Our hidden volcano threat.
Today is the 35th anniversary of the Mount St. Helens eruption of 1980. I grew up in California so I missed experiencing it in person and remember watching it on tv wondering if the ash could reach California. I also recall in 6th grade someone bringing a vial full of ash from Mount St. Helens. I remember thinking that it was the coolest thing I’d ever seen. I instantly became fascinated with volcanoes and mountains of the world which may have also created my crazy geography fascination. Anyway that concludes my 10 year old recollection of the eruption of Mount St Helens.
On May 18th 1980 Mount St Helens erupted killing 57 people. Naturally the news media is widely covering the anniversary which lead me to an interesting article about a subject I have heard about before but never really paid much attention to. Did you know that there is an active volcano in Snohomish County called Glacier Peak?
(King 5 News image)
It’s hidden in the Cascade Mountain range about 50 miles east of Everett/Marysville and is on the list of the 18 most active volcanoes in the United States. In fact, except for Mount St. Helens, it has had more violent eruptions than any of the other 5 volcanoes in Washington. It isn’t visible like Mount Rainier or Mount Baker so unless you are at the top of Mount Pilchuck or any of the other high elevated trails you can’t see it which is why many people don’t even know it exists. Up until recently the USGS had not even given it the attention it needed. The only monitoring device was an outdated seismograph.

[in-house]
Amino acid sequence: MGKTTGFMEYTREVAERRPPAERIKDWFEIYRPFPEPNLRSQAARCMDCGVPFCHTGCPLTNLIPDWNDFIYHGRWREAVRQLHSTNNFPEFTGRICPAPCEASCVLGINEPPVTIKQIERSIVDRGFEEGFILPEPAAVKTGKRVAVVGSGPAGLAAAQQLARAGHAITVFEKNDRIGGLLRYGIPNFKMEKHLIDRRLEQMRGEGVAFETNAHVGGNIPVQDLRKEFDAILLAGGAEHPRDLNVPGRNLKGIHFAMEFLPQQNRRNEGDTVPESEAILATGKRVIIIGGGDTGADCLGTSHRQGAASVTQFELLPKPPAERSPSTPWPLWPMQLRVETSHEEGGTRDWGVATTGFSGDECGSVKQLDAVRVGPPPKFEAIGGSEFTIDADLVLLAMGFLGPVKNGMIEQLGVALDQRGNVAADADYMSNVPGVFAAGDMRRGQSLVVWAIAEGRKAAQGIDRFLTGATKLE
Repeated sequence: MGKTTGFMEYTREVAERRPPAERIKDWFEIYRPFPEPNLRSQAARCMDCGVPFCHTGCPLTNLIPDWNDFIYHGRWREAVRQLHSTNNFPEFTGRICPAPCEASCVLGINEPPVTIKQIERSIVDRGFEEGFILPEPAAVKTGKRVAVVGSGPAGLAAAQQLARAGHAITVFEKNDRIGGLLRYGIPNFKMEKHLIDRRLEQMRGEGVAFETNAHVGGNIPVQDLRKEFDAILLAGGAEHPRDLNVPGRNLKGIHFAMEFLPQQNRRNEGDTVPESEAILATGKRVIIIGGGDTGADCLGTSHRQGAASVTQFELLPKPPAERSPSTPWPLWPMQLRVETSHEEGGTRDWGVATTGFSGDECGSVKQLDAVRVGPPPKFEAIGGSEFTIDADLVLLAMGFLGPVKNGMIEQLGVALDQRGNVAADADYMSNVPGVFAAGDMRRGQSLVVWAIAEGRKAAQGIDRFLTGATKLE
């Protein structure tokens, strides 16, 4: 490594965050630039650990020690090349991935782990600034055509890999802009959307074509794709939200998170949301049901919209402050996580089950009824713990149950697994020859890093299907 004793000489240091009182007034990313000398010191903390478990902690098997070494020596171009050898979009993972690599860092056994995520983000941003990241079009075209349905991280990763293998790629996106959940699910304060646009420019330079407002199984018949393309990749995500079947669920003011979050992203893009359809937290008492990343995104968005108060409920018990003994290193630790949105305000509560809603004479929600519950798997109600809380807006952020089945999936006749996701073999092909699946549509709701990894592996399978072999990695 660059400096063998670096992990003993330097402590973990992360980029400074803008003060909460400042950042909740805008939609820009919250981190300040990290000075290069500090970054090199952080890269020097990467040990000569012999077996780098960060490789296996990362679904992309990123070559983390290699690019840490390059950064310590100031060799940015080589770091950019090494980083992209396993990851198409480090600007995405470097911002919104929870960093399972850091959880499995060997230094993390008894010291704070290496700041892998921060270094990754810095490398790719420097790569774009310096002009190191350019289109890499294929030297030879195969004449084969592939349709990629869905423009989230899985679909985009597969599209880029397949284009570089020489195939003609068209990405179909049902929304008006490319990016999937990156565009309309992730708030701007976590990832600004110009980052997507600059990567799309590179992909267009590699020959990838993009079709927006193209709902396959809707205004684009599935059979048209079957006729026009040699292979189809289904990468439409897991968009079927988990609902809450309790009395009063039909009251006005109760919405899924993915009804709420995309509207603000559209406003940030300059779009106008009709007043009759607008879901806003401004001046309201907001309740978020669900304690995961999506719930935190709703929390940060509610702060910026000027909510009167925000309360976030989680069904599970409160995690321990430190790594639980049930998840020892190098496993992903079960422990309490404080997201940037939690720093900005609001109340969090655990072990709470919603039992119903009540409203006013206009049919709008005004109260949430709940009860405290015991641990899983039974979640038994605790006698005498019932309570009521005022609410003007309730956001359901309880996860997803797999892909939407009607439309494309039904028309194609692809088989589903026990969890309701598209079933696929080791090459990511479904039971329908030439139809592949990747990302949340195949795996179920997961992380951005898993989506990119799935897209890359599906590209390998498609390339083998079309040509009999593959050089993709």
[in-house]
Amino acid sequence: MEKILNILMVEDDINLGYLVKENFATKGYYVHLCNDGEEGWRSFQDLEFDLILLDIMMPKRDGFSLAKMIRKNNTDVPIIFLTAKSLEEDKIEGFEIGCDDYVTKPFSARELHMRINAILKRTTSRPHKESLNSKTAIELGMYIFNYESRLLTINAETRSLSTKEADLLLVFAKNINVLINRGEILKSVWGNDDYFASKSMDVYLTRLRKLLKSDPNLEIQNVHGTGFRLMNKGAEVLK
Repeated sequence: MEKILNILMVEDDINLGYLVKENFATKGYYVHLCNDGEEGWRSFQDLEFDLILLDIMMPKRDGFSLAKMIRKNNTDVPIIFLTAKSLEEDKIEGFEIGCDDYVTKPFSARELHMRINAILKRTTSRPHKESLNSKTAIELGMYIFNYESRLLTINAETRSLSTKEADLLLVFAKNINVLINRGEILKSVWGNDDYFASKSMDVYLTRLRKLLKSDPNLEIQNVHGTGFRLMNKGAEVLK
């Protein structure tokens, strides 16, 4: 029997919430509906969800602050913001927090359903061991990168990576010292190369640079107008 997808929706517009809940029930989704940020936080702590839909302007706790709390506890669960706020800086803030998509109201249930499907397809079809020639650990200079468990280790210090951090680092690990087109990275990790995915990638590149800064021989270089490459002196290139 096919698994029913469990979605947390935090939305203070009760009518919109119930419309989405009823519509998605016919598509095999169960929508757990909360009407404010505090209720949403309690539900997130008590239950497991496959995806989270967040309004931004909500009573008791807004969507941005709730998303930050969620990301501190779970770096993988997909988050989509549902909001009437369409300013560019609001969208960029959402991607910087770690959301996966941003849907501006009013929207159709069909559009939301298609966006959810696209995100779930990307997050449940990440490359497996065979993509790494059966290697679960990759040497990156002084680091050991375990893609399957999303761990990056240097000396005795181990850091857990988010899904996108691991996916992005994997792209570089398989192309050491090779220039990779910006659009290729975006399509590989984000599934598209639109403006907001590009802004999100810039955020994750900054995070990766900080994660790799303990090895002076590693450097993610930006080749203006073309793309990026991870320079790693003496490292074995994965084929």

It’s proximity to where I live is why I took notice. I’m not in the “lahar zone”, which is the path of the mudflow, debris and glacial melt, but I know many people who do live in those areas and I do live within miles of the hazard zones. Communities like Darrington, Arlington, Stanwood to the south and Concrete, Lyman and Sedro Woolley could be in the path of the deadly flow since the lahar will follow the Sauk, Skagit and Stillaguamish rivers. The city of Darrington is actually built on the mudflow from an eruption tens of thousands of years ago and it is suspected that Burlington, Sedro Woolley and Lyman are as well.
Access to the mountain is very limited. The only way to get there are by trails off of Mountain Loop between Darrington and Granite Falls, making it extremely difficult to reach during the two months of the year it is accessible. However, by next year there will be 4 sets of monitoring equipment installed and studied by geophysicists. Having an advanced warning system makes me feel a little better. The last eruption was about 240 years ago and the last major eruption was about 1,800 years ago. The odds of an eruption on any given day is about 1 in 1,000, based on USGS estimates.
Living in the beautiful Pacific Northwest is certainly a risk. We have 5 active volcanoes and are in a dangerous seismic area. However, these geographic processes created the beauty we enjoy every day. But do the risks outweigh living in such an amazing place? I think as long as we recognize the geological hazards and we actually get prepared and stop putting it off, we should then enjoy what we have and not let fear take over.
Because my husband and I are from California and have experienced a few earthquakes we are “prepared”. Probably not as ready as we could be but we do have the basics. If you are reading this and want to learn more about how to prepare for a natural disaster click on the links below.